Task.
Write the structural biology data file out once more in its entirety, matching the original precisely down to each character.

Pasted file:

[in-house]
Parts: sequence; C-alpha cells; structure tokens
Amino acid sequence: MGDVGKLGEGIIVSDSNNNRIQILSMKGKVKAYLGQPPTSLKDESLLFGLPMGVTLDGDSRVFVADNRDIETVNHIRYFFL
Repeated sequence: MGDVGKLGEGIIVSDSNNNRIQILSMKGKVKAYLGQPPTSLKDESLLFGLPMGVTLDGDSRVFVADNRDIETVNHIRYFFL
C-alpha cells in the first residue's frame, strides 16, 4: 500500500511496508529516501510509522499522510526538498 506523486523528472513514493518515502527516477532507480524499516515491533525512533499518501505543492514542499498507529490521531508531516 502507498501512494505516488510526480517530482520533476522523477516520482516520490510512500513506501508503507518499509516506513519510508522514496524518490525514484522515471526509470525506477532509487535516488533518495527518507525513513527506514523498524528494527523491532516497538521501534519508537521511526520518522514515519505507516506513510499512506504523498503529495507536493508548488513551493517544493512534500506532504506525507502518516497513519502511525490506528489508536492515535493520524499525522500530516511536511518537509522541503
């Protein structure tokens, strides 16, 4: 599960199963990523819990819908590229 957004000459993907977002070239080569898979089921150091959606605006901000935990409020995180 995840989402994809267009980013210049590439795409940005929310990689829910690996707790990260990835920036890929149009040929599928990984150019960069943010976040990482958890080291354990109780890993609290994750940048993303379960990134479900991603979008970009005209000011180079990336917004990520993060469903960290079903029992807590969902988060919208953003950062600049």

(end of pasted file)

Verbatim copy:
[in-house]
Parts: sequence; C-alpha cells; structure tokens
Amino acid sequence: MGDVGKLGEGIIVSDSNNNRIQILSMKGKVKAYLGQPPTSLKDESLLFGLPMGVTLDGDSRVFVADNRDIETVNHIRYFFL
Repeated sequence: MGDVGKLGEGIIVSDSNNNRIQILSMKGKVKAYLGQPPTSLKDESLLFGLPMGVTLDGDSRVFVADNRDIETVNHIRYFFL
C-alpha cells in the first residue's frame, strides 16, 4: 500500500511496508529516501510509522499522510526538498 506523486523528472513514493518515502527516477532507480524499516515491533525512533499518501505543492514542499498507529490521531508531516 502507498501512494505516488510526480517530482520533476522523477516520482516520490510512500513506501508503507518499509516506513519510508522514496524518490525514484522515471526509470525506477532509487535516488533518495527518507525513513527506514523498524528494527523491532516497538521501534519508537521511526520518522514515519505507516506513510499512506504523498503529495507536493508548488513551493517544493512534500506532504506525507502518516497513519502511525490506528489508536492515535493520524499525522500530516511536511518537509522541503
């Protein structure tokens, strides 16, 4: 599960199963990523819990819908590229 957004000459993907977002070239080569898979089921150091959606605006901000935990409020995180 995840989402994809267009980013210049590439795409940005929310990689829910690996707790990260990835920036890929149009040929599928990984150019960069943010976040990482958890080291354990109780890993609290994750940048993303379960990134479900991603979008970009005209000011180079990336917004990520993060469903960290079903029992807590969902988060919208953003950062600049």